Exercise types

Turns out you should be looking for more than just aerobics and weight lifting. Other factors that you need to include in your exercise routine are bone strengthening, flexibility and balance. These are usually less intense than vigorous aerobics or weightlifting, but they still count as exercise! No more marathon jogging in order to reach your total exercise time goal.

Bone strengthening

Anything that increases the impact on your bones will help strengthen them. However you do not want to overdo this, because that can do harm to your joints. Jumping in place, jumping jacks, stomping while you walk, and carrying weights while you walk are all helpful to strengthen your bones.


Stretching is the basis of increasing flexibility. Do not bounce when you stretch. Just extend your leg or arm as comfortably as you can, and then apply gentle pressure to increase that stretch. Stretching can be done just before walk, or as part of a walk, increasing the length of your stride as you go.


When you are working on your balance, make sure you have a partner, to help prevent falls in case you overbalance. When you go for a walk, walking backward is a way to practice and improve your balance. Make sure your partner is right by you, ready to catch you if needed.

Standing on one leg can improve your balance, and it is something that you can do almost anywhere, and alone. If you do not have a partner and want to practice standing on one leg, be close to a sturdy chair so you can reach out for support. If your balance problem is severe, start with one or both hands on a sturdy chair, and lift one leg for a count of five. Lower that leg and then repeat with your other leg. Once you feel steady doing this, hold one leg up, then remove your hands from the chair, and see how long you can stand before you begin to lose your balance.

You should be able to gradually increase the time that you can stand on one leg. Be sure to catch yourself if you need to. Do not risk a fall.

Muscle strength

Muscle building exercises only need to be done twice a week. If you work at high-intensity muscle building exercise more often than that, you can actually end up hurting your muscles. A true couch potato should not have to worry about tha,t however. You are looking for the least you can do for improvement, not the most, right?

Everyday activities can increase muscle strength, if you start doing more of them. Carrying groceries or carrying items involved with gardening can be helpful. So if you’re using a cart in the garden or when carrying groceries, try carrying at least some of the things that you were hauling around. You can also carry handheld weights on your walks.

You can try some exercises. This can be onerous for the high-volume sitter. But you might find a few that you are willing to do. Examples are planking, push-ups, pull-ups, some yoga postures, and some types of tai chi.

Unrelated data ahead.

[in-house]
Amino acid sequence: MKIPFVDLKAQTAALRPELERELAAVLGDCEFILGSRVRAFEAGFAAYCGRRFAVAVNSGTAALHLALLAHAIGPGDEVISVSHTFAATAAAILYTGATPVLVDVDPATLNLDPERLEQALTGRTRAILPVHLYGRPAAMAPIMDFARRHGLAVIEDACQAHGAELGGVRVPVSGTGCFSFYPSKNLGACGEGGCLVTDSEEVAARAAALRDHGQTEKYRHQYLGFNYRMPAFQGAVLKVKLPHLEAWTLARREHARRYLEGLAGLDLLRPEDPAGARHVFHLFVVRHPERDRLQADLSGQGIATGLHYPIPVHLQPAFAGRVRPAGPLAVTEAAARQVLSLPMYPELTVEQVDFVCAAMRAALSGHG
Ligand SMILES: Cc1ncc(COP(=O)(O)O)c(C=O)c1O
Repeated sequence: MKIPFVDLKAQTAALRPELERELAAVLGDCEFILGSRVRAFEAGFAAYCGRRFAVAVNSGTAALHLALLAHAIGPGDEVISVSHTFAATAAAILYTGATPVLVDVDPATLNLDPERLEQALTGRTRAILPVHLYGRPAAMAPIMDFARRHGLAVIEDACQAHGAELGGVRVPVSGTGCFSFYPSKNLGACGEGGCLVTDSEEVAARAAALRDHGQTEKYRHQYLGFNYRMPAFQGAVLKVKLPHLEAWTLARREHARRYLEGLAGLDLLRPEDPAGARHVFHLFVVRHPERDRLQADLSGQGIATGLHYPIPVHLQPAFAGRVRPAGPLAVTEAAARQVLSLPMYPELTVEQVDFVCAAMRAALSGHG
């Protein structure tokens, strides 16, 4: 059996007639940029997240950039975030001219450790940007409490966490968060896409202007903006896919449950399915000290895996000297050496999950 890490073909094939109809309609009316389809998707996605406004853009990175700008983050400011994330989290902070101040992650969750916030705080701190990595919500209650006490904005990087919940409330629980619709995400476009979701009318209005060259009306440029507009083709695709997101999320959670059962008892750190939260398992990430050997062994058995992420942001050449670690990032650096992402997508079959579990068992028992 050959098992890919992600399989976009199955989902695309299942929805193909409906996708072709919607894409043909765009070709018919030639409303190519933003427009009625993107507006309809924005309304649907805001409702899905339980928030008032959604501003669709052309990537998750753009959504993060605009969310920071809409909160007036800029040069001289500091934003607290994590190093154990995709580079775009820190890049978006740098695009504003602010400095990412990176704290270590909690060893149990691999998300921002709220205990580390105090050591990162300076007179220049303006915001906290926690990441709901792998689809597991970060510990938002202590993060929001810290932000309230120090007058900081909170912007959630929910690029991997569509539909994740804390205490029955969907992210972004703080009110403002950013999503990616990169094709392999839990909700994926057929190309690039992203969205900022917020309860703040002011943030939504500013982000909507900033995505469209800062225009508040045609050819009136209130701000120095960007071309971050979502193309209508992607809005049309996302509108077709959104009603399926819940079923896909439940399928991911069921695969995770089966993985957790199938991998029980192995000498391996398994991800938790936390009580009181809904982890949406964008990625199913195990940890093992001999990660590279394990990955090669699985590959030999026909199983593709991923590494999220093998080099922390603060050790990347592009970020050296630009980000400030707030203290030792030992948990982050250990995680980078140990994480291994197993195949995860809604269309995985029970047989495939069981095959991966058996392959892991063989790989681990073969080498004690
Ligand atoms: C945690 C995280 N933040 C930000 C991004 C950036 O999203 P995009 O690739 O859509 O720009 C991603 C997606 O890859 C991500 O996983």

Exercise bands, weight machines, and heavy weights are best used in a gym with proper supervision. These are not usually attractive to the couch potato but I’m including them here just to be complete. Who knows, you might even graduate out of the couch category.


Anything that increases your heart rate and makes you breathe harder is an aerobic activity. The average potato is only going to do this if the activity itself is enjoyable. So if you like walking, hiking, biking, swimming, or dancing, these will work, but will only count if you do them for at least 10 minutes and during that time hard enough that your heart rate and breathing increase. That means if your idea of hiking is to stroll along, stop for pictures, smell the flowers, and take a nap, this is not going to work for you. But you can always try one little 10 minute session in the middle of your gentle hike, and that part will count as exercise.

If you like doing things in groups, water aerobics and aerobic exercise classes can do the job for you. But you have to be willing to get off the couch and actually drive to the place where these things happen. You can also work aerobics into everyday activities, such as raking leaves and pushing the lawnmower. Double benefits, just like the housework.

The Bottom Line

So now you know that even the task of getting up out of your chair more often has a benefit.

You have some idea of the least irritating things you can do to actually start exercising. You should have found at least one or two that you are doing to work into your daily routine.

You are probably pleasantly surprised to find out that you can exercise in little 10 minute spurts and actually get real benefit. You may be looking forward to telling those irritating fitness geeks about this.

You can modify your daily routine, tweaking your daily chores to turn them into exercises. A two-for-one benefit, and another one you can brag about.

You might even find yourself doing more than the minimum. And getting more than the minimum health benefits.

But then you wouldn’t be a couch potato. Which is actually not a bad way to go. Although you might not want to admit it to anyone. They might expect you to do more housework.

Leave a Comment